The National Security Agency (NSA) monitored the phone conversations of 35 world leaders after being given the numbers by an official in another U.S. government department, the Guardian reported on Thursday.
The report is based on a classified document provided by whistleblower Edward Snowden. The leaders were not named.
The confidential memo reveals that the NSA encourages senior officials in its "customer" departments, such the White House, State and the Pentagon, to share their "Rolodexes" so the agency can add the phone numbers of leading foreign politicians to their surveillance systems.
The document notes that one unnamed U.S. official handed over 200 numbers, including those of the 35 world leaders, none of whom is named. These were immediately "tasked" for monitoring by the NSA.
The revelation is set to add to mounting diplomatic tensions between the U.S. and its allies, after the German chancellor Angela Merkel on Wednesday accused the U.S. of tapping her mobile phone.
After Merkel's allegations became public, White House press secretary Jay Carney issued a statement that said the U.S. "is not monitoring and will not monitor" the German chancellor's communications. Officials in Berlin quickly pointed, however, out that the U.S. did not deny monitoring the phone in the past.
The NSA memo obtained by the Guardian suggests that such surveillance was not isolated, as the agency routinely monitors the phone numbers of world leaders – and even asks for the assistance of other U.S. officials to do so.
The memo, dated October 2006 and which was issued to staff in the agency's Signals Intelligence Directorate (SID), was titled "Customers Can Help SID Obtain Targetable Phone Numbers".
"In one recent case," the memo notes, "a U.S. official provided NSA with 200 phone numbers to 35 world leaders … Despite the fact that the majority is probably available via open source, the PCs [intelligence production centers] have noted 43 previously unknown phone numbers. These numbers plus several others have been tasked."
The document continues by saying the new phone numbers had helped the agency discover still more new contact details to add to their monitoring.
The Guardian approached the Obama administration for comment on the latest document. Officials declined to respond directly to the new material, instead referring to comments delivered by Carney at Thursday's daily briefing.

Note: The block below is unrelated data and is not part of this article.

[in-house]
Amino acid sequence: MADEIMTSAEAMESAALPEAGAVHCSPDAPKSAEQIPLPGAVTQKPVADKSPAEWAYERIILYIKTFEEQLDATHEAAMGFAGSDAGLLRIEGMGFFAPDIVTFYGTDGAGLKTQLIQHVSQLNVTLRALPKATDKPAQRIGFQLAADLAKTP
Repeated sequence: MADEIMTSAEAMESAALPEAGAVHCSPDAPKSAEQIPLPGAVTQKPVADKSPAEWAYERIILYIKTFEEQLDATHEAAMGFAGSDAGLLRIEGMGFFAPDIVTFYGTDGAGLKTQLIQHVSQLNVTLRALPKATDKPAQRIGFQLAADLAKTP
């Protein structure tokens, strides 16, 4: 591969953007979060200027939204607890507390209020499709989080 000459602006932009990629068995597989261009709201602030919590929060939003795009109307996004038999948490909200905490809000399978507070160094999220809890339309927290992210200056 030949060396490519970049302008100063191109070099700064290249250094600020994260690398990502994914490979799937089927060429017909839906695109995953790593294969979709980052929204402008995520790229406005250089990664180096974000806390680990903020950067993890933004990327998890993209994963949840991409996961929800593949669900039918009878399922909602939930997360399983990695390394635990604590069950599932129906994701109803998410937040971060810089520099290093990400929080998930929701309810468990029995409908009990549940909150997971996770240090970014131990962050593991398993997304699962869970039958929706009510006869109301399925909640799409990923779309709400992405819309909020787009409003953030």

Carney told reporters, "The [NSA] revelations have clearly caused tension in our relationships with some countries, and we are dealing with that through diplomatic channels.
"These are very important relations both economically and for our security, and we will work to maintain the closest possible ties," he said.
At the daily briefing on Thursday, Carney again refused to answer repeated questions about whether the U.S. had spied on Merkel's calls in the past.
Earlier this week it was reported that the NSA recorded millions of phone calls in France, including calls involving individuals with no links to terrorism.
The NSA reportedly taped 70.3 million French phone calls in just a little under a month in the period from December 10 last year to January 8, 2013, according to the French Le Monde newspaper.
The U.S. Director of National Intelligence James Clapper later denied the reports.
"Recent articles published in the French newspaper Le Monde contain inaccurate and misleading information regarding US foreign intelligence activities," Clapper said in a statement.
"The allegation that the National Security Agency collected more than 70 million 'recordings of French citizens' telephone data' is false," said the statement. Clapper said he would not discuss details of surveillance activities, but acknowledged "the United States gathers intelligence of the type gathered by all nations".